Whole-milk dairy products are another natural source of vitamin D. Fortified cereals, milk alternatives and orange juice are vegetarian options.

Selenium

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Selenium is an essential mineral that plays a crucial role in immune responses. Brazil nuts are one of the best sources of selenium and are shelf-stable. Brazil nuts are so rich in selenium, it's recommended to limit intake to just a couple nuts a day to prevent toxicity. Alternately, you can enjoy one ounce (six to eight nuts) a couple times a week.

Other shelf-stable sources of selenium include enriched pasta, whole grain cereals, oatmeal, brown rice and sunflower seeds.

  • Brown rice takes longer to cook than white rice, so you may consider making a double batch and freezing the extras for later. You can keep cooked rice in the freezer for up to a month.
  • Brown rice can be added to salads, wraps or soups. It can even be served for breakfast topped with a fried egg for a savory version, or a bit of pure maple syrup for a sweet start to the day.

Zinc

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Zinc affects multiple aspects of the immune system. It's found in legumes, nuts, seeds and whole grains. Though these foods are shelf-stable, it's harder for the body to access zinc from them due to a plant compound called phytic acid.

  • Soaking legumes overnight can reduce phytate content.
  • Sprouting seeds, grains and legumes causes phytate degradation.

Red meat is an excellent source of zinc that's readily available to the body, but not shelf-stable. Consider freezing a bit of meat to have available as a source of zinc and other nutrients.

  • Just 100 grams (3.5 ounces) of raw ground beef provide 44 percent of your recommended zinc requirement.
  • Pork, lamb and shellfish are other good sources of zinc.

Meat should be an accent to meals rather than a centerpiece. Ground beef can be cooked in advance and added to soups or sauces which can be eaten now or frozen for later. If you didn't grab that chili recipe earlier, here it is. Each serving provides 55 percent of the recommended daily intake for zinc and leftovers can be frozen for up to two months.

Dark chocolate is a sweet treat with benefits. A 100-gram (3.5 ounce) bar provides 30 percent of the daily value for zinc.

  • Choose chocolate that is 70-85 percent cacao.
  • Consider adding dark chocolate chips to muffins or trail mix in place of other sweet add-ins.

Other Health-Supporting Foods

Not all health benefits come from vitamins and minerals. Plants offer thousands of compounds called phytochemicals that are proving to be beneficial to health and may even have medicinal properties. Here are a few honorable mentions that I recommend adding to your shelf-stable supplies.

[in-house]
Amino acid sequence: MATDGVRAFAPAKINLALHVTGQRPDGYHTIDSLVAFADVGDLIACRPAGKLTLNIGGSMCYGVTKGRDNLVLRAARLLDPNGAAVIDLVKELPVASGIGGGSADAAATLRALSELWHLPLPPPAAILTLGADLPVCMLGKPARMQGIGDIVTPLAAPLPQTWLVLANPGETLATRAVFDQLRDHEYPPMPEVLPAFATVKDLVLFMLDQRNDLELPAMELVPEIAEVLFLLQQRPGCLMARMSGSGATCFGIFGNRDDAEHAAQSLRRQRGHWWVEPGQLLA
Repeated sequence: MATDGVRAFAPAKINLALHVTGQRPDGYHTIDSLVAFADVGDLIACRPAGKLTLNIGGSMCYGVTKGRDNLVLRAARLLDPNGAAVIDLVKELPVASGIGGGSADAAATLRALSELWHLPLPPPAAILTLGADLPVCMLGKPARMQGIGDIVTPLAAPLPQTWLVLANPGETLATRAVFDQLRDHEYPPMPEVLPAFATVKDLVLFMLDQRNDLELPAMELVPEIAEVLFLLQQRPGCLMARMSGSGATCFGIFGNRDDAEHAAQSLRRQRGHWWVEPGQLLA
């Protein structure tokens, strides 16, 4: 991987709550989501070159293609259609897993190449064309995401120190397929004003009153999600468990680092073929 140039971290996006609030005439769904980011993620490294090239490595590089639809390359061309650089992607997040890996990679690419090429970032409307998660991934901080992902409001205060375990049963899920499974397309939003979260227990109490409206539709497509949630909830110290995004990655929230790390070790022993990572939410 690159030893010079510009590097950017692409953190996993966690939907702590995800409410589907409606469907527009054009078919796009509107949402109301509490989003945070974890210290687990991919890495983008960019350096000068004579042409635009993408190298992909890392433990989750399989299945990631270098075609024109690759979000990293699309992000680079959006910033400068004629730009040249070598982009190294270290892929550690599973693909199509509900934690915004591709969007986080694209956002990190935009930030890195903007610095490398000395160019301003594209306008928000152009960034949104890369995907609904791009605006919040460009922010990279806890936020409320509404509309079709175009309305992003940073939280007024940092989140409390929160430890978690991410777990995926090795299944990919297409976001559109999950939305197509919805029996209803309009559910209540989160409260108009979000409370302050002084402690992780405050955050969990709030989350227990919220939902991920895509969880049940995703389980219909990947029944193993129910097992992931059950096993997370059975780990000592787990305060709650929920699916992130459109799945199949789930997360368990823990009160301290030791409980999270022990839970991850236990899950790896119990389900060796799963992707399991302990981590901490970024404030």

Garlic

Though it's not a cure-all, this bulb commonly found in many world cuisines adds flavor and health benefits to your meals. Research indicates that garlic may increase the immune system's natural killer cells, reduce inflammation and can decrease certain pathogens. Garlic can be enjoyed either cooked or raw.

Grape Juice

Generally speaking, I recommend eating the whole fruit (or vegetable) rather than drinking the juice. I make an exception for grape juice. Not only is it shelf-stable, drinking grape juice regularly has been shown to benefit immunity.

Ginger

Ginger can be used in sweet or savory dishes. A strong cup of ginger tea can relieve a congested cough or warm you up should you get chills from a fever. Ginger has been shown to reduce inflammatory pain.

Ginger Tea:

  1. Grate or finely mince one tablespoon of fresh ginger and place in a cup.
  2. Pour one cup of boiling water into the mug. Let it steep for 15 minutes.
  3. Sweeten with honey, if desired.

Pro-Tips

  • Wash your hands thoroughly before preparing or eating any food.
  • Wash the all produce before cutting or peeling to avoid introducing germs to the flesh.
  • Choose citrus fruits that feel heavy for their size, which is a good indicator of juiciness. Don't throw away the peel before eating the pith.
  • When buying root vegetables, choose those that have the greens still attached when possible. Carrot, beet and radish greens are all edible and great sources of nutrition. Remove the greens before storing to maximize shelf-life.
  • Remember to include freezer items, especially produce, as part of your well-stocked kitchen.
  • When it comes to juice, choose grape juice for immune support.
  • Keep a supply of herbs and spices on hand to flavor foods and bolster nutrition.